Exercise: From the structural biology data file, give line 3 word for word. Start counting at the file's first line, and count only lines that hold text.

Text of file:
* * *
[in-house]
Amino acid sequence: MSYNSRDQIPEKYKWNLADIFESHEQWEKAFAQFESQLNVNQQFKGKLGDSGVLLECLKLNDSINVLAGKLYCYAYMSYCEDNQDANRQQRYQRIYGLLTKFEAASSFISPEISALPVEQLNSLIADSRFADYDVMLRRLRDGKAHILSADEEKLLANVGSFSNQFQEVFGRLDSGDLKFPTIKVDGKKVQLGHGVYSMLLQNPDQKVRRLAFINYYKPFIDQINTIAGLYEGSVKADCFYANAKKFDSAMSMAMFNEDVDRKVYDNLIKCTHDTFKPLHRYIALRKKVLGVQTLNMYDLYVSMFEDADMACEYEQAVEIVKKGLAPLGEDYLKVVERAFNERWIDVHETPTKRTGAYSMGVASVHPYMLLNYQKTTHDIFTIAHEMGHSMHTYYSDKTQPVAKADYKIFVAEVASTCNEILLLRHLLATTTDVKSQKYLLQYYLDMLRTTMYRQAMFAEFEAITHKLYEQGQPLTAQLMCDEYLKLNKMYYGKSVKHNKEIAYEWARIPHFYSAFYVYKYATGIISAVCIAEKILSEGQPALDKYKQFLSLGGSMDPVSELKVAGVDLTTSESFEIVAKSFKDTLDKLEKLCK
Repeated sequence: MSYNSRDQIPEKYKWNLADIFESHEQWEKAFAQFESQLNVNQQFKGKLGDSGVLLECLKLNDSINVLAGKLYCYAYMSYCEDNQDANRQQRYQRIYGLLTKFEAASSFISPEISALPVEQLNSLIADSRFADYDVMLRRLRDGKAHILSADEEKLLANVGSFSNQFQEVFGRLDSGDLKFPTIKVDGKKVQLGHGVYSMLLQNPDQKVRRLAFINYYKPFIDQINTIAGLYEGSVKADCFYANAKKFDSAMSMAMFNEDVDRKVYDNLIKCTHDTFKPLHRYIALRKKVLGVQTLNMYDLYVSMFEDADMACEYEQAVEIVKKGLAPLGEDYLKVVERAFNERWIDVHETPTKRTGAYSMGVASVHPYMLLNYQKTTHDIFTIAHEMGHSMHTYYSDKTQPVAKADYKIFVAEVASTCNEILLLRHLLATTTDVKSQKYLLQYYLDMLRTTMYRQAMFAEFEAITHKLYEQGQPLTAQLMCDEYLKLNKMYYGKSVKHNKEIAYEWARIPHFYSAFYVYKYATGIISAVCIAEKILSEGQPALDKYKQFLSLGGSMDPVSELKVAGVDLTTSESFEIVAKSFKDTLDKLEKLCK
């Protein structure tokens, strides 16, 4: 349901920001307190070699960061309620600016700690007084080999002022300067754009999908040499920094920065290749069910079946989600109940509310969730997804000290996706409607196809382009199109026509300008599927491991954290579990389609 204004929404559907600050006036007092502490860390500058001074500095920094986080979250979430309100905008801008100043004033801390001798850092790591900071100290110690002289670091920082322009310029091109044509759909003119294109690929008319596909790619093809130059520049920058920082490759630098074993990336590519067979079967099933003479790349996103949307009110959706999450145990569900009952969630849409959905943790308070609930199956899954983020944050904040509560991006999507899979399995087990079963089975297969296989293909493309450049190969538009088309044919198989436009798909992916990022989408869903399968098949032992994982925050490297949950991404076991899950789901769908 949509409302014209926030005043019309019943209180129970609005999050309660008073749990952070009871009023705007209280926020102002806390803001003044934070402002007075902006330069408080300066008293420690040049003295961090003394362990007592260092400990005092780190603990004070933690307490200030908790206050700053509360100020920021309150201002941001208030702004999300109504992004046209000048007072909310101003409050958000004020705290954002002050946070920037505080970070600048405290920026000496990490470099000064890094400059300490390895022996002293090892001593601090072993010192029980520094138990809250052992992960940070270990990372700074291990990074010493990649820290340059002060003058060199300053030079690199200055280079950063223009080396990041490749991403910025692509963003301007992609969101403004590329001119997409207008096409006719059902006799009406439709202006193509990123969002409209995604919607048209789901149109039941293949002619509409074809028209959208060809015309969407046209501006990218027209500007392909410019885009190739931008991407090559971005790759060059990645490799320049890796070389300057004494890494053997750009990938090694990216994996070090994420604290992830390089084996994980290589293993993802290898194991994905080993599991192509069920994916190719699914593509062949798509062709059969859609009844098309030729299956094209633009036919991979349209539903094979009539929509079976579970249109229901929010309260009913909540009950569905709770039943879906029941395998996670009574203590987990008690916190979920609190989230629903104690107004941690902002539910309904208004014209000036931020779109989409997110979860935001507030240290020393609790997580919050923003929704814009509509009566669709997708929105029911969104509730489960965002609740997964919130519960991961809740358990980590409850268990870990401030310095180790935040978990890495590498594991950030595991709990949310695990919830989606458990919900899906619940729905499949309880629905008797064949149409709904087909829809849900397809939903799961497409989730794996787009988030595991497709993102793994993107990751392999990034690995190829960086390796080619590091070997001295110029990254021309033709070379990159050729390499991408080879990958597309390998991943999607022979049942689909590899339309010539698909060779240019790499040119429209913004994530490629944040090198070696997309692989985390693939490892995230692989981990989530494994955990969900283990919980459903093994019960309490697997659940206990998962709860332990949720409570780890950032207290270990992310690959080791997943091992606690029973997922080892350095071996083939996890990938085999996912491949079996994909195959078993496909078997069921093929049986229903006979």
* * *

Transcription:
Repeated sequence: MSYNSRDQIPEKYKWNLADIFESHEQWEKAFAQFESQLNVNQQFKGKLGDSGVLLECLKLNDSINVLAGKLYCYAYMSYCEDNQDANRQQRYQRIYGLLTKFEAASSFISPEISALPVEQLNSLIADSRFADYDVMLRRLRDGKAHILSADEEKLLANVGSFSNQFQEVFGRLDSGDLKFPTIKVDGKKVQLGHGVYSMLLQNPDQKVRRLAFINYYKPFIDQINTIAGLYEGSVKADCFYANAKKFDSAMSMAMFNEDVDRKVYDNLIKCTHDTFKPLHRYIALRKKVLGVQTLNMYDLYVSMFEDADMACEYEQAVEIVKKGLAPLGEDYLKVVERAFNERWIDVHETPTKRTGAYSMGVASVHPYMLLNYQKTTHDIFTIAHEMGHSMHTYYSDKTQPVAKADYKIFVAEVASTCNEILLLRHLLATTTDVKSQKYLLQYYLDMLRTTMYRQAMFAEFEAITHKLYEQGQPLTAQLMCDEYLKLNKMYYGKSVKHNKEIAYEWARIPHFYSAFYVYKYATGIISAVCIAEKILSEGQPALDKYKQFLSLGGSMDPVSELKVAGVDLTTSESFEIVAKSFKDTLDKLEKLCK